Thursday, September 25, 2008



OXFORD — Both Sens. Barack Obama and John McCain are expected to be in the University of Mississippi's Gertrude Ford Center for sound checks Friday afternoon, despite McCain raising doubt Wednesday over whether the first presidential debate would proceed as planned.

Ole Miss and the Commission on Presidential Debates both said they plan to hold the debate at 8 p.m. Friday, as scheduled.

"The commission has been working with these schools for a year and a half," said Commission spokesman Peter Eyre. "We are ready to go on with the debate on Friday."

Obama, the Democratic nominee, has said he plans to be in Mississippi for the debate.

South Carolina Sen. Lindsey Graham, who negotiated the terms of the debate formats on McCain's behalf, told CNN on Wednesday that McCain would propose the debate take the place of the vice presidential debate, currently scheduled for next Thursday in St. Louis, if a financial bailout deal is not arranged by Friday.

The VP debate would then be rescheduled to take place in Oxford.

Mississippi Republican Party chairman Brad White said McCain has staffers in Oxford working on rallies that are scheduled before and after Friday's debate. Workers at the GOP state headquarters also are on their way to Oxford, White said.

"Nothing has been communicated to me that would lead me to believe we need to put a stop to, or slow down, the plans for a debate," White said late Wednesday. "As of right now, no one has said a word to me that would (make me think) this isn't going to happen."

McCain's campaign is continuing to advance scheduled activities here on Friday for McCain's wife, Cindy. She has two planned events, one at an Ole Miss sorority house and one with local Republican women at the Oxford University Club.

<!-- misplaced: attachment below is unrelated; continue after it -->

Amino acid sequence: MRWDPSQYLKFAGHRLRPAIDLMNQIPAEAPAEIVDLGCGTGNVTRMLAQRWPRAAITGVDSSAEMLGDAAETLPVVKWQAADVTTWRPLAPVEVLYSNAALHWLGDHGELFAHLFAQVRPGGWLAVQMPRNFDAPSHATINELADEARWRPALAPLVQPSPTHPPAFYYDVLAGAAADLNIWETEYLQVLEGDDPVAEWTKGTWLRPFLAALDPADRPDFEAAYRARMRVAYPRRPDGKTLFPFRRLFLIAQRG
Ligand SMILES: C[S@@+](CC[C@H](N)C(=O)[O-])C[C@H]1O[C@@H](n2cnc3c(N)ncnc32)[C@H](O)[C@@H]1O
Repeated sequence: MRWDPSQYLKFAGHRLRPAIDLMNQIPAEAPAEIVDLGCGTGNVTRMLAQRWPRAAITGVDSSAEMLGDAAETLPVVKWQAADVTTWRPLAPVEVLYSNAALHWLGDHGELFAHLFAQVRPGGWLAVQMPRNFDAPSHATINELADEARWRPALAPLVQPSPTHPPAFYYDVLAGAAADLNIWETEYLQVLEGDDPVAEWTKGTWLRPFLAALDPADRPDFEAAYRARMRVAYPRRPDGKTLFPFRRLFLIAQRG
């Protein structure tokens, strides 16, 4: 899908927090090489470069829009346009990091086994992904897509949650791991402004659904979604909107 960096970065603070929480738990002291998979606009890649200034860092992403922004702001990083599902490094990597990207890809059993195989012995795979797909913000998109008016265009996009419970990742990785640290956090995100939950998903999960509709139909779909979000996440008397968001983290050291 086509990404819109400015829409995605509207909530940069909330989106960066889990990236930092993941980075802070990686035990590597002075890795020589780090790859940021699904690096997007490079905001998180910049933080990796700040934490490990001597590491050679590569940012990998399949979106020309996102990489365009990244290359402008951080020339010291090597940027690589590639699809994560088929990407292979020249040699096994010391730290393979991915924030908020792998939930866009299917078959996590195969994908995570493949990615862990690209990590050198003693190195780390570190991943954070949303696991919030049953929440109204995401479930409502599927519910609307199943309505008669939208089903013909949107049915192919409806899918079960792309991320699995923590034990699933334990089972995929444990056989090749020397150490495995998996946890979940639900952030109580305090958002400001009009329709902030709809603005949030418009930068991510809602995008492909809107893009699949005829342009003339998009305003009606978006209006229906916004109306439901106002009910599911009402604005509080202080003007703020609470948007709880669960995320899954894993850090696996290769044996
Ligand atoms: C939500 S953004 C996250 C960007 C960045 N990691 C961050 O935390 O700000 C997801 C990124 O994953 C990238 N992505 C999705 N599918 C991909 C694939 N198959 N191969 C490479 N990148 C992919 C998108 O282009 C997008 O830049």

Gov. Haley Barbour and Ole Miss Chancellor Robert Khayat are scheduled to hold a news conference at 11 a.m. today at the Ford Center entrance on University Avenue.

While the campus was rocked Wednesday with news of a possibly postponed debate, crews continued to work to prepare the Ford Center for the estimated 3,000 media members expected.

"The final details are unfolding," said university spokeswoman Gloria Kellum. "The majority of this is accommodating the media and meeting their needs for debate coverage."

A large tent was erected on University Avenue for the Secret Service to check credentials.

In front of the Ford Center, media satellite trucks continued to pour in and jockey for parking places.

Cobra security guards continued monitoring security perimeter checkpoints on Old Taylor Road, University Drive and other points of entry to the campus.

At the Triplett Alumni Center, the process of media credentialing continued, despite a period of head-scratching and hurried cell phone calls made by newspeople watching the debate postponement drama unfold on cable TV.

At sundown, forklifts still were unloading truckloads of everything from media center commissary food and drink to folding chairs and furniture.

Debate commission technical personnel - under the direction of CPD producer Martin Slutsky - continued their work tweaking minor details inside the Ford Center.

Kellum said the finishing touches in the Ford Center, such as lighting and installing camera equipment, have been put into place.

Crews also are finishing last- minute details for several events scheduled on campus over the next two days, including a debate overview by NBC News special correspondent Tom Brokaw tonight, and a Rock the Debate festival in the Grove on Friday.

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